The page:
Identity theft is an increasingly frequent crime. According to Javelin Strategy & Research identity fraud cases rose by 12 percent in the U.S. last year (2010), to 11.1 million. Victims should have some way of recovering their financial losses when it happens. This type of theft is not generally covered by a basic homeowners insurance policy, though it may be an optional endorsement on a homeowner’s insurance policy. While you may or may not need to insure against the risk of loss from identity theft, for sure you need to pay attention to how to minimize its occurrence. Check with your Washington home insurance agent to see how you are covered.
Our increasingly electronic world has created many more opportunities for identity theft. Credit cards, funds transfer cards, ATMs, wireless payments, slipshod business practices and the Internet all contribute to making identity theft a problem for individuals and businesses.
ID theft is a term that describes virtually any dishonest and unauthorized use of private information. In the past, it described forgery or passing oneself off as another person to trick someone out of money or property. Today, it may describe any use of another person’s confidential information to fraudulently obtain goods, services, or other financial benefits. The gold mine of information for identity thieves is a social security number. This can be been used to get other private information such as driver’s history, credit information, bank accounts, loan information, credit cards, occupational history, military records, mortgage information, investment accounts and so on. This may allow a criminal to use another person’s accounts, secure loans, and charge a host of goods or services; the list of opportunities is limited only by the criminal’s resources and imagination.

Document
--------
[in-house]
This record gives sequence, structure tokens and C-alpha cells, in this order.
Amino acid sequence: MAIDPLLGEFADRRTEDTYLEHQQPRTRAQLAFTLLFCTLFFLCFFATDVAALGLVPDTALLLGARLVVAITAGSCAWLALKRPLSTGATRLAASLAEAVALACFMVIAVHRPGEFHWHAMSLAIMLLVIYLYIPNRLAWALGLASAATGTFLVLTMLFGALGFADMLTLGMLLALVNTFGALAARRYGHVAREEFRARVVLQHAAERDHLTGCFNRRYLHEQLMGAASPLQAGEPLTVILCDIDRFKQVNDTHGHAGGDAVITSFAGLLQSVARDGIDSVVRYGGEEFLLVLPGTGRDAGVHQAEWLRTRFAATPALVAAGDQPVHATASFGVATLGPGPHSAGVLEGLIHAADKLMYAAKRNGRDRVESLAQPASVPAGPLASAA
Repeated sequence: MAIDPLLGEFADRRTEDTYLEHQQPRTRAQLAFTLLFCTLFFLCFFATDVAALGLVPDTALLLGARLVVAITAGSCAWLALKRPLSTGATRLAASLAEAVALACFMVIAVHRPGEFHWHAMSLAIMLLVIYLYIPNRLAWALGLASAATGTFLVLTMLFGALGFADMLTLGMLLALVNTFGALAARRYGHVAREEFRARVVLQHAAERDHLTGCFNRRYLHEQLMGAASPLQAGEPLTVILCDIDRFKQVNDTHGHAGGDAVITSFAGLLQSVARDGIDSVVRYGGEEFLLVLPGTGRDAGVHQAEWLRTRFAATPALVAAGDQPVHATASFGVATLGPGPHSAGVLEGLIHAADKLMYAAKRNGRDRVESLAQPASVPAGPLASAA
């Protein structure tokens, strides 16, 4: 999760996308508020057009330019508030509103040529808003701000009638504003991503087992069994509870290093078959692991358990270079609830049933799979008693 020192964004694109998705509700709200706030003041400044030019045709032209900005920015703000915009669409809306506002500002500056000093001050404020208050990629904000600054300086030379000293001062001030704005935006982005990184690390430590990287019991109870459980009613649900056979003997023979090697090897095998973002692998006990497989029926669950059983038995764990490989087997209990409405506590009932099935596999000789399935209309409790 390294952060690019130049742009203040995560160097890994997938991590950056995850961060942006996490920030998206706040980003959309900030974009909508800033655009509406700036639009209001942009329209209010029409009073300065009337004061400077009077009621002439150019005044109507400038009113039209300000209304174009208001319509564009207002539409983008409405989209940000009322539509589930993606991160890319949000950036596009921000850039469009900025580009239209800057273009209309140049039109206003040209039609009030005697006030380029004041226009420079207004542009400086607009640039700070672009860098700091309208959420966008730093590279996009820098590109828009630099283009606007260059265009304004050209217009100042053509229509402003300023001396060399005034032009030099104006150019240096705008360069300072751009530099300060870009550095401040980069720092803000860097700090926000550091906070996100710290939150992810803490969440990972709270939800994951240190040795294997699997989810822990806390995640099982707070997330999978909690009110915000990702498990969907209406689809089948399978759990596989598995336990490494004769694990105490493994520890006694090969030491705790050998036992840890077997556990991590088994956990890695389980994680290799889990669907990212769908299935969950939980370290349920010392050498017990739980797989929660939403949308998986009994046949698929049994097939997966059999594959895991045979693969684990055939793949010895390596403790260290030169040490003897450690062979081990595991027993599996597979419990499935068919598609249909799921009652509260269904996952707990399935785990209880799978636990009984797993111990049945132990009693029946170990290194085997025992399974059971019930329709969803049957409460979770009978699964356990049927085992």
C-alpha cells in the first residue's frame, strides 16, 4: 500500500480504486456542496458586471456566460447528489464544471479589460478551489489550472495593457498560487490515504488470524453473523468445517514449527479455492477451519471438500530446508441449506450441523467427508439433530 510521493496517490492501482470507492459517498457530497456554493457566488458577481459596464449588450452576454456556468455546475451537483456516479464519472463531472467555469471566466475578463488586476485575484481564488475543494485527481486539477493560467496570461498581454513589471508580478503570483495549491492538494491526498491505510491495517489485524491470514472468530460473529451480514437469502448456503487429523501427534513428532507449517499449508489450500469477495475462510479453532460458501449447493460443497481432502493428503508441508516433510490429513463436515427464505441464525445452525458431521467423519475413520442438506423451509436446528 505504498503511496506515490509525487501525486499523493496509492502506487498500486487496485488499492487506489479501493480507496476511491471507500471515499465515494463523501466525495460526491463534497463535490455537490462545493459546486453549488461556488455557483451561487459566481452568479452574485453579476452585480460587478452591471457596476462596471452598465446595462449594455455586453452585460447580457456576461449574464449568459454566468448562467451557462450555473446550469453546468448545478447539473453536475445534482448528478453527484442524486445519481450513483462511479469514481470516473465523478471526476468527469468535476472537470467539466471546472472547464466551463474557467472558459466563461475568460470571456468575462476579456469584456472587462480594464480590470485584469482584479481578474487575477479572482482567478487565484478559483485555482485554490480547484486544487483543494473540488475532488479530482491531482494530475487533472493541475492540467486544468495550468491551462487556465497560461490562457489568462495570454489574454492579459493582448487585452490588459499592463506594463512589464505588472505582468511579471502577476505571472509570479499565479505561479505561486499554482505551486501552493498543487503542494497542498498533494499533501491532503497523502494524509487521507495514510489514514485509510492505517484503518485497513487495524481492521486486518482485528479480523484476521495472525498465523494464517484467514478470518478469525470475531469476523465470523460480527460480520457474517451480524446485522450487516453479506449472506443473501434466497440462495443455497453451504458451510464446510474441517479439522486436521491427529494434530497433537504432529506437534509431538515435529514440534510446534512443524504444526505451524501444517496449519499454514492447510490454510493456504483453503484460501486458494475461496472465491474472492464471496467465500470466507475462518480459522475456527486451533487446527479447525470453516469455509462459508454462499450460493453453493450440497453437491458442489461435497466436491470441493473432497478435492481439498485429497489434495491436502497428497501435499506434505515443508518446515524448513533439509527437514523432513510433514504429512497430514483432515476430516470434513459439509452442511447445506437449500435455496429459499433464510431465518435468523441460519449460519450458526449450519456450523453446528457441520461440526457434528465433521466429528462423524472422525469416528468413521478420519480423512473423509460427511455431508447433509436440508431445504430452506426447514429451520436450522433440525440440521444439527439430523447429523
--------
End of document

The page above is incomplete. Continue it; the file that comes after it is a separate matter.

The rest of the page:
It is basically up to the individual consumer to guard against ID theft – even if businesses and government regulations are ramping up security activities.
Even when financially protected, ID theft victims typically have costs associated with clearing up the aftermath. These include correcting a credit history and straightening out accounts and records. This often takes months and may involve legal fees.
There is insurance coverage ID theft that may reimburse legal fees or pay costs related to correcting records. The most effective protection is for individuals to prevent becoming ID theft victims. Here are some ways ID thieves work:
- Dumpster Diving – rummaging through trash looking for stuff with your personal information on it.
- Skimming. — using a special storage device to steal credit/debit card numbers when you are using your card.
- Phishing. — pretending to be a financial institution or company (on-line or in email) to get you to reveal your personal information.
- Changing Your Address — diverting your billing statements to another location by completing a change of address form.
- Old-Fashioned Stealing – your wallet or purse; mail, including bank and credit card statements; pre-approved credit offers; and new checks or tax information. They also steal personnel records, or bribe employees who have access.
- Pretexting –thieves may use false pretenses to obtain your personal information from financial institutions, telephone companies, and other sources. For example calling and claiming they are you.
There are ways to defend yourself:
- Keep banking information and your Social Security Number safe, perhaps in a locked file.
- Use care in on-line transactions. Is the Website you use secure?
- Verify that websites for online transactions are legitimate
- Use password protection on smart phones and don’t leave them unattended
- Shred paper thoroughly. ID thieves steal mail by going through garbage.
- Check bank and business records for irregularities. Track down the unusual transactions or entries.